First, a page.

Skewness and Kurtosis in Returns Distributions

Understanding Skewness and Kurtosis in Returns Distributions | CFA Level I Quantitative Methods

Welcome! Today, we’re diving into skewness and kurtosis, which are essential concepts for understanding returns distributions. Let’s get started by briefly discussing normal distributions and then moving on to the exciting world of skewed and kurtotic distributions.

Normal Distribution Characteristics

A normal distribution has these key features:

  • Equal mean and median
  • Described by its mean and variance
  • 68% of observations within ±1 standard deviation, 95% within ±2 standard deviations, and 99% within ±3 standard deviations from the mean
  • Symmetrical shape

Skewness: Measuring Distribution Asymmetry

Not all distributions are symmetrical. Skewness measures the extent of a distribution’s asymmetry:

  • Positively skewed: Long right tail with many outliers
  • Negatively skewed: Long left tail with many outliers

For a positively skewed distribution, remember:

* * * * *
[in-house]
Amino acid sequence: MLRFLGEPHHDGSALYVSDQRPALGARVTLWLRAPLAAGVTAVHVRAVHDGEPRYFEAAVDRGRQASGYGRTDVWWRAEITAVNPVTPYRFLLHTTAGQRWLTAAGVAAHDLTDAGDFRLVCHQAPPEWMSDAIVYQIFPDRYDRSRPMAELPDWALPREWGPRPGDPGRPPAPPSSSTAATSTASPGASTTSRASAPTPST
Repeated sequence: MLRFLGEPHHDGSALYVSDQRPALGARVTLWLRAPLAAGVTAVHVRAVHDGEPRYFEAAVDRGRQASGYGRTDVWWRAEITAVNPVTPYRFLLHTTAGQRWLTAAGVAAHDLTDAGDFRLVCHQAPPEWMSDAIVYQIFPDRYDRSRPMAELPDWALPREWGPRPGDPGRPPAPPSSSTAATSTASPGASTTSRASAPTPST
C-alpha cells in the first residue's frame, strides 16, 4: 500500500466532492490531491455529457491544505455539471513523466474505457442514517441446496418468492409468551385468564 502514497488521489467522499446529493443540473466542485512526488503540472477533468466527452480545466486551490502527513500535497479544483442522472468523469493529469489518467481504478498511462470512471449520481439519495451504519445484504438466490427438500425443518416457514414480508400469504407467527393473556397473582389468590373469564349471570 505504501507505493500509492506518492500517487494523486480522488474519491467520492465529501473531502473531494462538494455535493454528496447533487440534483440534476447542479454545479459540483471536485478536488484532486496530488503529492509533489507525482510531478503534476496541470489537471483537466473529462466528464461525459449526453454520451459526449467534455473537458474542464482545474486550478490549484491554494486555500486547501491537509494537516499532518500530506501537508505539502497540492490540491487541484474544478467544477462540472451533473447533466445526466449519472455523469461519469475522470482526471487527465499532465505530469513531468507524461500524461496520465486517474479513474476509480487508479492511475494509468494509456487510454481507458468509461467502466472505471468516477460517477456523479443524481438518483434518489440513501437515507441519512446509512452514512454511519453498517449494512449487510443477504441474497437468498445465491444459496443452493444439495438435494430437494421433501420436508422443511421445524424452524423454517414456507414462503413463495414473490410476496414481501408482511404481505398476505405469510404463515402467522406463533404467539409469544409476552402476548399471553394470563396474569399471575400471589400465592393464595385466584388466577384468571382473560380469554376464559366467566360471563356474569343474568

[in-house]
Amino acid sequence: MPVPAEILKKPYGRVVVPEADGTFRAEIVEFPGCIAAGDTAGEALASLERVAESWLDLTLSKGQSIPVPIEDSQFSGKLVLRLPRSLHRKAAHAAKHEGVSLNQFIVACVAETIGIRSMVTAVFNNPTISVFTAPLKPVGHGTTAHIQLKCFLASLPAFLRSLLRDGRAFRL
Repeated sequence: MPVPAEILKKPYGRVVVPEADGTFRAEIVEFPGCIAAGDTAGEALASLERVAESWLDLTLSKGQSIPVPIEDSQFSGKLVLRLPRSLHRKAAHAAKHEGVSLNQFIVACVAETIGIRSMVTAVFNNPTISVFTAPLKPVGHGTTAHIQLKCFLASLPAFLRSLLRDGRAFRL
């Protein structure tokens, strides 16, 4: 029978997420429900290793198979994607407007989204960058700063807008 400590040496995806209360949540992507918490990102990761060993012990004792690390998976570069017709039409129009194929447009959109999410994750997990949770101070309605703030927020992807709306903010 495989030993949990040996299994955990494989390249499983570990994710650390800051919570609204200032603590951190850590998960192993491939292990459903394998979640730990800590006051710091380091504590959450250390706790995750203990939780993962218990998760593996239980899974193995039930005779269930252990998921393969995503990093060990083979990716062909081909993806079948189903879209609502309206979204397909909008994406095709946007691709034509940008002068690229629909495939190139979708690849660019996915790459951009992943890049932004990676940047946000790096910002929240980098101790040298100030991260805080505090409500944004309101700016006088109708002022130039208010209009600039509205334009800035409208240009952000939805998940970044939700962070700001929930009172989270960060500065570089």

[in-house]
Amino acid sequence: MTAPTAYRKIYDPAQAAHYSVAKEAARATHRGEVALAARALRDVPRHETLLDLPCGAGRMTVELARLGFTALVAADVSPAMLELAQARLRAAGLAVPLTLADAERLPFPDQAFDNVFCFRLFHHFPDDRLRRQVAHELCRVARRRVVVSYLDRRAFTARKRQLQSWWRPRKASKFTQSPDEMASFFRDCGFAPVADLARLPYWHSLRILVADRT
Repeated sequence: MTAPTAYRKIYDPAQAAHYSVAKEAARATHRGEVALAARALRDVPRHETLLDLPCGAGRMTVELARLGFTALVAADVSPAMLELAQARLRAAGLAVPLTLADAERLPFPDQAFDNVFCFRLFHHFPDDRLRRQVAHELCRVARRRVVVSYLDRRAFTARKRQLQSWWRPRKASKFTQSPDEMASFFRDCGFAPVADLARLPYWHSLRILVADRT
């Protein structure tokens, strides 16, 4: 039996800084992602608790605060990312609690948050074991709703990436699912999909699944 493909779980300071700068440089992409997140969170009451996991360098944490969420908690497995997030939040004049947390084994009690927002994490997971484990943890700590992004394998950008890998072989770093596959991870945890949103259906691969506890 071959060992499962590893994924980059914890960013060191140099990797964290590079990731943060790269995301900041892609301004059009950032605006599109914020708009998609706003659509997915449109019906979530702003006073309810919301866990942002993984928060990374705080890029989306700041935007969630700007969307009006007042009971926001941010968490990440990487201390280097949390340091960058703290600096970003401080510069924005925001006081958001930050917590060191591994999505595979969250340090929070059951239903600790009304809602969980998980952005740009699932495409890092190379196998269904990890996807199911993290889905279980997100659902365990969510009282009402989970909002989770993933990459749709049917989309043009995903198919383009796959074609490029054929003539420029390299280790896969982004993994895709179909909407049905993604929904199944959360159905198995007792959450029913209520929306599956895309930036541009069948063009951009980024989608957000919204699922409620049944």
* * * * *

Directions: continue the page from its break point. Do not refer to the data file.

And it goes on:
For a negatively skewed distribution, it’s the opposite:

Skewness values over 0.5 indicate significant levels of skewness.

Kurtosis: Peakedness of Distribution

Kurtosis measures the degree to which a distribution is more or less peaked than a normal distribution:

A normal distribution has a sample kurtosis of 3. Higher values indicate leptokurtic distributions, while lower values indicate platykurtic distributions. Excess kurtosis adjusts the scale: positive values mean leptokurtic, and negative values mean platykurtic.

Skewness, Kurtosis, and Risk Management

Understanding skewness and kurtosis is vital for risk management. Most securities returns tend to exhibit skewness and kurtosis. In general, greater positive kurtosis and more negative skew indicate increased risk due to a fatter left tail, suggesting a higher probability of extremely large, negative outcomes.

Key Takeaways

Make sure you can:

  • Identify different types of skewed distributions and kurtosis effects
  • Understand their risk characteristics
  • Apply skewness and kurtosis formulas for large samples

That’s it for this lesson on skewness and kurtosis in returns distributions. With a solid understanding of these concepts, you’ll be better equipped to analyze risk and make informed decisions.

✨ Free Premium Animation Sample! ✨

Experience visual learning magic with our stunning animation video—FREE for a limited time! Uncover additional details and make lessons come alive. 🎬

Unlock vibrant learning now! 🌟